Pandemic could unravel decades of progress in health and education in South Asia, Unicef warns

The pandemic is undoing decades of advances improving the health and education of children across South Asia, the United Nations has warned.

Hundreds of thousands of children face life-threatening malnutrition, or disease as immunisations and health services are disrupted by the spread of the new coronavirus.

As schools have closed down, nearly half a billion children have had to rely on remote learning in communities where often electricity, let alone the internet, is scarce.

The UN’s children’s charity, UNICEF, said in total urgent action was needed to safeguard the futures of 600 million in the region.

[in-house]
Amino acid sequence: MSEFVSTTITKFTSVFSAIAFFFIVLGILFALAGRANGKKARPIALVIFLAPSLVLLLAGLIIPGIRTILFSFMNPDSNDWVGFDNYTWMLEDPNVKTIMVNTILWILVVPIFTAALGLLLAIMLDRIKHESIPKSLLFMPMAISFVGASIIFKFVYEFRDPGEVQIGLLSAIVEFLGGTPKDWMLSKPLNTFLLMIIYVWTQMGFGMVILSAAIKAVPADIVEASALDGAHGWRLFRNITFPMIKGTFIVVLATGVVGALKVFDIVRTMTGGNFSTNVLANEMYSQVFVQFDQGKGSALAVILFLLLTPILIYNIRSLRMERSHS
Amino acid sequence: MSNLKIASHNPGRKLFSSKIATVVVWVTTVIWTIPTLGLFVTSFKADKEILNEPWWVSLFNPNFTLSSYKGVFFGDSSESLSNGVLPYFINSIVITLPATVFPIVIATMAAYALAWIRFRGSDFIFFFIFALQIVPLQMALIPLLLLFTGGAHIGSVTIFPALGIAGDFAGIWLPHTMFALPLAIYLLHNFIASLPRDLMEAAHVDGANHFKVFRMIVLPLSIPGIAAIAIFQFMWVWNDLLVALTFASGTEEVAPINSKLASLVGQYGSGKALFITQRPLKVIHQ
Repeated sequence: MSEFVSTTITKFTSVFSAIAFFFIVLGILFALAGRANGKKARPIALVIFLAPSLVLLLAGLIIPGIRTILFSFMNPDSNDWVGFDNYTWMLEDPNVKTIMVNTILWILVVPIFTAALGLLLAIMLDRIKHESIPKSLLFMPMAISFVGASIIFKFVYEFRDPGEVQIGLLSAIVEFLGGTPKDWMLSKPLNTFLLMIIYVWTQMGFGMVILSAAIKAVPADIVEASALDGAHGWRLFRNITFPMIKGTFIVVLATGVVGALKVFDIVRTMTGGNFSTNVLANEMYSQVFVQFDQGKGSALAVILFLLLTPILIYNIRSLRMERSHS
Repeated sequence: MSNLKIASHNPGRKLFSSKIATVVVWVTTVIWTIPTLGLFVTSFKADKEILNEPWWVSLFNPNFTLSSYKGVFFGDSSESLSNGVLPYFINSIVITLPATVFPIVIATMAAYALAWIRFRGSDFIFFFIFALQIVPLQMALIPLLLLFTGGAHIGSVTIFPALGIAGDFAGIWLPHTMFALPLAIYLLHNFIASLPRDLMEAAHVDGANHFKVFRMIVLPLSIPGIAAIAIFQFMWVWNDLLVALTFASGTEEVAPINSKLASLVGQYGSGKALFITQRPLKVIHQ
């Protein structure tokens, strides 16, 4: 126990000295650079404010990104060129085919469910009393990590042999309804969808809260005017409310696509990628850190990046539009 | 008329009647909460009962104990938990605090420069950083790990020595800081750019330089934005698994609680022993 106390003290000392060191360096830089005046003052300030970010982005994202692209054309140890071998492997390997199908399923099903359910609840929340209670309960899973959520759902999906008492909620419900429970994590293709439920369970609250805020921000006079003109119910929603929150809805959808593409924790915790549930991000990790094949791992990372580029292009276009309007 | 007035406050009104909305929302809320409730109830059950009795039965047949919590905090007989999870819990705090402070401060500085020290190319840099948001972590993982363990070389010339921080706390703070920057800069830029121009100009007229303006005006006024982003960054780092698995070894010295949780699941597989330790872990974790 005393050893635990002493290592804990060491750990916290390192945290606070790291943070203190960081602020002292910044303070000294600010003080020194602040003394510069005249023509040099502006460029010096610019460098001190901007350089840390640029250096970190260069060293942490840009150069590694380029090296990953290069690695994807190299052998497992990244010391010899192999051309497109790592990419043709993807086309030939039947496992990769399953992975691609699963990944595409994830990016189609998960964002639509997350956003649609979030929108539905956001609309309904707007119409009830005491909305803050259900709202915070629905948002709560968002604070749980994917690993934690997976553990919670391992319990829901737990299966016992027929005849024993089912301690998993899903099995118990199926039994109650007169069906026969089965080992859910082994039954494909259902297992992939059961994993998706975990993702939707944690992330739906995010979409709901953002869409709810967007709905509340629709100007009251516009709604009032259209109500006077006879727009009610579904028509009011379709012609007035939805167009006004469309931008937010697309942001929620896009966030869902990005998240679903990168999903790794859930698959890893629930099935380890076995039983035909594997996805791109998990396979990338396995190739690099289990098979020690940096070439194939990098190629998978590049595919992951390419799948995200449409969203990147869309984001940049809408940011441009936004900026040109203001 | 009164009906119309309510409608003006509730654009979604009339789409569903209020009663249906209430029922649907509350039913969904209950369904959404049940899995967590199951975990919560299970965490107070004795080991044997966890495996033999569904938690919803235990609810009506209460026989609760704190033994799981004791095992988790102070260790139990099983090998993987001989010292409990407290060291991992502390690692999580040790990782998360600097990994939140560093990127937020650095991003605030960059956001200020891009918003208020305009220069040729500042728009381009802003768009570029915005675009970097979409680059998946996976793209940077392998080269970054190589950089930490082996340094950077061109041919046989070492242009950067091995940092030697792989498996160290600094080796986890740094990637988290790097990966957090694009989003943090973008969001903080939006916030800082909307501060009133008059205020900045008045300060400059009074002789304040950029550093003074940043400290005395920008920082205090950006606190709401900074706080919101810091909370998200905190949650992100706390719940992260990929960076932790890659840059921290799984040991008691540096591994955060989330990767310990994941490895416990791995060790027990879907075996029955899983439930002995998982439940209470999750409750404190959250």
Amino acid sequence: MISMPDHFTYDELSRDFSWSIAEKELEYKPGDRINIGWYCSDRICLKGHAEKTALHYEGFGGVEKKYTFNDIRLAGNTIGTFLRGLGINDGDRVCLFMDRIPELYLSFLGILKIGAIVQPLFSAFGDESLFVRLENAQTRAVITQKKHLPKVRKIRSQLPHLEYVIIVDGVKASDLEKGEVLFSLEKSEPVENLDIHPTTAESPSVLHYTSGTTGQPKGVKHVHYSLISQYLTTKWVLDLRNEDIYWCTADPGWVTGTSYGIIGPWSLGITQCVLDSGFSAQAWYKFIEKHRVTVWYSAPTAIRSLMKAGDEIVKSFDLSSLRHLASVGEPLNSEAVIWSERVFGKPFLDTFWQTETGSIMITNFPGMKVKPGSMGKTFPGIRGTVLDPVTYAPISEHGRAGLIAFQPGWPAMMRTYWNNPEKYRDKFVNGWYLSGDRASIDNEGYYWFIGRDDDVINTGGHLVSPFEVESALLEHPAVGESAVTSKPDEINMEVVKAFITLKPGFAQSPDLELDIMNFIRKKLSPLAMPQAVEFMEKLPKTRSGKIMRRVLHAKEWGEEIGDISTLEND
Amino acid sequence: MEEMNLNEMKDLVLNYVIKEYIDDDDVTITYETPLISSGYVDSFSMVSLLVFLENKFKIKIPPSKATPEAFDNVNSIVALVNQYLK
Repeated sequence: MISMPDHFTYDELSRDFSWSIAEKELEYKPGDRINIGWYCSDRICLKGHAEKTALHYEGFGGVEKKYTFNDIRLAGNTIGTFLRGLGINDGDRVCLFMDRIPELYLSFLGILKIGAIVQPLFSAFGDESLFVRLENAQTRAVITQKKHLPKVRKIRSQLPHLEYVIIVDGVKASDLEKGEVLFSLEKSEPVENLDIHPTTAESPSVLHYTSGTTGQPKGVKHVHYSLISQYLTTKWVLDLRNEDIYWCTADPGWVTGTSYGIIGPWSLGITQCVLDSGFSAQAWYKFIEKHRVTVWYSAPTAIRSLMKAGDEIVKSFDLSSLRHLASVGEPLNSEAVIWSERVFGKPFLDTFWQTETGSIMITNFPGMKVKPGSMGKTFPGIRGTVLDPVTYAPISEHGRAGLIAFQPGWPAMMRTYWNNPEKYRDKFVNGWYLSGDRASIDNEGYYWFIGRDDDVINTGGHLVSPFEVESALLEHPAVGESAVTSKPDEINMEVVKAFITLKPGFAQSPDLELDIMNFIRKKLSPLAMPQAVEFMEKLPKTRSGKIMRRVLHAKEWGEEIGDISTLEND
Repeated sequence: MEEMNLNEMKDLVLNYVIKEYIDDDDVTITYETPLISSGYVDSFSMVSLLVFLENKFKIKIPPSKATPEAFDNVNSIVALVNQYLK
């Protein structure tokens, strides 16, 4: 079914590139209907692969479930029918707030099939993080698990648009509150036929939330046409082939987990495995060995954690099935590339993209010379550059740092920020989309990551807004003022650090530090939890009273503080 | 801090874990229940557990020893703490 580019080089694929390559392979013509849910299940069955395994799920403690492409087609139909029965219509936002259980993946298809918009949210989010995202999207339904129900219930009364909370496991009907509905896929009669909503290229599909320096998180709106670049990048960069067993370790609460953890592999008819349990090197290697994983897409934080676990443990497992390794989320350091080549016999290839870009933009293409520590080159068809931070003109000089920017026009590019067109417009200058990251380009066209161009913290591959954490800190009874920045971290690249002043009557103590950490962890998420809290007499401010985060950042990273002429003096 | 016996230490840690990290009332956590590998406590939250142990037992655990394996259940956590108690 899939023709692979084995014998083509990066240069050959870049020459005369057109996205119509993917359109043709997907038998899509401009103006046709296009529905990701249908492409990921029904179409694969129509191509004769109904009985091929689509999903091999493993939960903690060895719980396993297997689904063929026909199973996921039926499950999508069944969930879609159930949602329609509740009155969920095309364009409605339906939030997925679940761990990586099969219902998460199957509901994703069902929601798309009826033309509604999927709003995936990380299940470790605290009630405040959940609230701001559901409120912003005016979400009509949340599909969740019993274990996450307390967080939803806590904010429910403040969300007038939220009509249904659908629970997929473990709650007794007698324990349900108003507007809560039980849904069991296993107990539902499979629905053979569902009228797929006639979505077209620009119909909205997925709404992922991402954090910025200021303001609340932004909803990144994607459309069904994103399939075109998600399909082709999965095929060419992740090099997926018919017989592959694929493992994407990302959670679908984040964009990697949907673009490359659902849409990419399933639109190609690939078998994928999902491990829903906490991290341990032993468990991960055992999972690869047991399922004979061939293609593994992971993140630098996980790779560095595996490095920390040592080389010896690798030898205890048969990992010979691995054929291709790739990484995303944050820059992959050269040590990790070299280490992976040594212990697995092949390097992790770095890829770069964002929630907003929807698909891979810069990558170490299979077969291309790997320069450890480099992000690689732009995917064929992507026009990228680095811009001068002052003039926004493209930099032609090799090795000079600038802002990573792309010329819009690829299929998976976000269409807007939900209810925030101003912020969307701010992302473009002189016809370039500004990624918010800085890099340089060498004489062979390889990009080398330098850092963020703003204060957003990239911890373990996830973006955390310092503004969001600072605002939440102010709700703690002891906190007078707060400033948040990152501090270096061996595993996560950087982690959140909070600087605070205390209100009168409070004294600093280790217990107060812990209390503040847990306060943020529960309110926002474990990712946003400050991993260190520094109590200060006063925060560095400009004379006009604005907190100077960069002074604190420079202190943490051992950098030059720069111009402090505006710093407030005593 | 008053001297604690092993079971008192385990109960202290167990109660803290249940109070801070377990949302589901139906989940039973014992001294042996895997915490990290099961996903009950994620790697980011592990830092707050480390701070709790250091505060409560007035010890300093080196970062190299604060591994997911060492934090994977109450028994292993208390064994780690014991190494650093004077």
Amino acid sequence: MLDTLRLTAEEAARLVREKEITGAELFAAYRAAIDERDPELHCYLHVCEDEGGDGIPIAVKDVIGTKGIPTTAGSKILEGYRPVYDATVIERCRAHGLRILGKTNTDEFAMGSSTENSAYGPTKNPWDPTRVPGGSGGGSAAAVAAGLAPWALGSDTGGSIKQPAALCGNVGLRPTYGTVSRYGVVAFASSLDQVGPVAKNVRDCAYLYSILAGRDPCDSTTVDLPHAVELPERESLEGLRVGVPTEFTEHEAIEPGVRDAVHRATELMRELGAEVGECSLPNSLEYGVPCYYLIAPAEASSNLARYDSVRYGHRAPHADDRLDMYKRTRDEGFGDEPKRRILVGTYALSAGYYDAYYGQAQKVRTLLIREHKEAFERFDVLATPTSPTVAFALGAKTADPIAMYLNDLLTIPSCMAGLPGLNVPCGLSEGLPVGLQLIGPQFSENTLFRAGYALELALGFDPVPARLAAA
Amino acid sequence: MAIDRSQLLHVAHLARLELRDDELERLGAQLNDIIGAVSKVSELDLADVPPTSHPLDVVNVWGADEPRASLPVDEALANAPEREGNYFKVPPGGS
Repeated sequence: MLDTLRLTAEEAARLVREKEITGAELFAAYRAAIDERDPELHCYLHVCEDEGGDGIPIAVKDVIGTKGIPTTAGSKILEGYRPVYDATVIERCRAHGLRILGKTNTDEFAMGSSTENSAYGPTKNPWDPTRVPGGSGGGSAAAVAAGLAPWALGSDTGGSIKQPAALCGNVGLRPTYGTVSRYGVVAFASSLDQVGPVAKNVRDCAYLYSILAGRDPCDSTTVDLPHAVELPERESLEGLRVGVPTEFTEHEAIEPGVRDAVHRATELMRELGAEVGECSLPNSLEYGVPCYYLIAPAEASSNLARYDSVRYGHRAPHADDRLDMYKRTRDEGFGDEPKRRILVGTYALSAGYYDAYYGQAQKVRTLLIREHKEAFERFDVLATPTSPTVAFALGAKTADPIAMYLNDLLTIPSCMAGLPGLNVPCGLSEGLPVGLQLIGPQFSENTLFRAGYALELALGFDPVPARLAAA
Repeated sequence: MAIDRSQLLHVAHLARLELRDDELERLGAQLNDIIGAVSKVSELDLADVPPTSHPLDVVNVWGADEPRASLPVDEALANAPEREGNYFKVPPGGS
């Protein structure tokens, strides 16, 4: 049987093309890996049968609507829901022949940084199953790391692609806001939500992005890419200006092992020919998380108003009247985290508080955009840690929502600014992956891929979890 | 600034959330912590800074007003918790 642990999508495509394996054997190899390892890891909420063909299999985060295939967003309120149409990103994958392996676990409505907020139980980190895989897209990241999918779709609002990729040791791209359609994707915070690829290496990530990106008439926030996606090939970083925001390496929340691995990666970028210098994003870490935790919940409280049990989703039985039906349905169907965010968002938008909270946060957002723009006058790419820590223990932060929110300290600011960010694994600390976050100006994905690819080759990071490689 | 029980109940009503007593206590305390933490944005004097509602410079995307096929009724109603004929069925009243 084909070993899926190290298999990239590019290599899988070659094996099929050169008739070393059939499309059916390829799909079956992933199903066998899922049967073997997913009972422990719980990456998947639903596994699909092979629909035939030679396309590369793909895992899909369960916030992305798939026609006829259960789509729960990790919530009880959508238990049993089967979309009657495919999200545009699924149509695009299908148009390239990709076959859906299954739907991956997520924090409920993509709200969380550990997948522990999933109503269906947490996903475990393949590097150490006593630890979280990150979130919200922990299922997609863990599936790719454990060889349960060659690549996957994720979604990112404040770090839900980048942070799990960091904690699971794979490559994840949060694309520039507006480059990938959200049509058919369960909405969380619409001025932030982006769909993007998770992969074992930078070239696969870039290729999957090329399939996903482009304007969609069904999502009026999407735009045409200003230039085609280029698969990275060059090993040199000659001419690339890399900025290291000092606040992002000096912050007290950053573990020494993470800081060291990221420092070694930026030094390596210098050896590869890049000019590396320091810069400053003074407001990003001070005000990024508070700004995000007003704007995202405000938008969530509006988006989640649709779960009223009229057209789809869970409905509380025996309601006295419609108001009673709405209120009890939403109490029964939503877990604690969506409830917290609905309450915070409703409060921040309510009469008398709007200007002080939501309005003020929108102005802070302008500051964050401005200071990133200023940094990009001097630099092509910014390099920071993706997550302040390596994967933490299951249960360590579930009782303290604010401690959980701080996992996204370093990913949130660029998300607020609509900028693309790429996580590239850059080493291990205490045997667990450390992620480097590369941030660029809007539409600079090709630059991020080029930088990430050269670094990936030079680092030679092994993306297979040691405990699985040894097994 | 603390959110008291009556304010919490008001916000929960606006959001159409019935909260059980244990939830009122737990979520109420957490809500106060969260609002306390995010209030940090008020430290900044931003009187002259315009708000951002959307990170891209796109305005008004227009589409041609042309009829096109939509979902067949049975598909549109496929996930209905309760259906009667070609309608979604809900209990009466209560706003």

“The side-effects of the pandemic across South Asia, including the lockdown and other measures, have been damaging for children in numerous ways,” said Jean Gough, the charity’s director in the region.

“But the longer-term impact of the economic crisis on children will be on a different scale entirely. Without urgent action now, Covid-19 could destroy the hopes and futures of an entire generation.”

Immunization, nutrition and other vital health services have been severely disrupted, potentially threatening the lives of up to 459,000 children and mothers over the next six months, the charity estimates.

A survey in Sri Lanka for example found that three-families-in-10 had cut back the amount they ate.

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